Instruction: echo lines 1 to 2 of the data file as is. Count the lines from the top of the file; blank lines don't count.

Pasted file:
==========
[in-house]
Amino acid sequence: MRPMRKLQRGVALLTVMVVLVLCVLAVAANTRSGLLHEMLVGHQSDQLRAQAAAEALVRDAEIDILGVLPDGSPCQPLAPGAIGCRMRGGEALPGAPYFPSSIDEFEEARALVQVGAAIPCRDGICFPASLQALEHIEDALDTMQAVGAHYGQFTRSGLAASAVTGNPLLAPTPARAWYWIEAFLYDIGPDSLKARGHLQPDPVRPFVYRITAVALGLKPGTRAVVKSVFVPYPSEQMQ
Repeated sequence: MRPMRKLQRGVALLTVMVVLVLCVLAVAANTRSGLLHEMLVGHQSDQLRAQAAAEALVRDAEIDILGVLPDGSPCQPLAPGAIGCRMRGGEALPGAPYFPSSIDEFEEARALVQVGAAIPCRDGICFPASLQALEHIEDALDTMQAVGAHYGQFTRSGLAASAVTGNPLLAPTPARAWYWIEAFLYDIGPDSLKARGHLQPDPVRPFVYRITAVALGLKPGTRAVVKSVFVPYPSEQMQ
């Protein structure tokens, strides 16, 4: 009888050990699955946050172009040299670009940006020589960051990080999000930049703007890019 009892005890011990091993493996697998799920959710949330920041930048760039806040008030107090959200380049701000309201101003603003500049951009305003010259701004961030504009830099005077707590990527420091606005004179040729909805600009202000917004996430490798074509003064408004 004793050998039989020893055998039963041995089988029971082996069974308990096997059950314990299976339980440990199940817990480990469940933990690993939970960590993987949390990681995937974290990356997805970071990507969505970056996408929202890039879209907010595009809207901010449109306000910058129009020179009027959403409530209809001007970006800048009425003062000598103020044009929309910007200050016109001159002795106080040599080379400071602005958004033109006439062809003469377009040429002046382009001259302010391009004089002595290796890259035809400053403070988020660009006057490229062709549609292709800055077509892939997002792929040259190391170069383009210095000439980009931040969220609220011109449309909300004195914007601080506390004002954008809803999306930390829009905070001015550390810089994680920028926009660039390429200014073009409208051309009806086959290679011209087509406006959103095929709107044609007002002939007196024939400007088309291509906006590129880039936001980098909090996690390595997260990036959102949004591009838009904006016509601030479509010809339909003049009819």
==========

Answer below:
[in-house]
Amino acid sequence: MRPMRKLQRGVALLTVMVVLVLCVLAVAANTRSGLLHEMLVGHQSDQLRAQAAAEALVRDAEIDILGVLPDGSPCQPLAPGAIGCRMRGGEALPGAPYFPSSIDEFEEARALVQVGAAIPCRDGICFPASLQALEHIEDALDTMQAVGAHYGQFTRSGLAASAVTGNPLLAPTPARAWYWIEAFLYDIGPDSLKARGHLQPDPVRPFVYRITAVALGLKPGTRAVVKSVFVPYPSEQMQ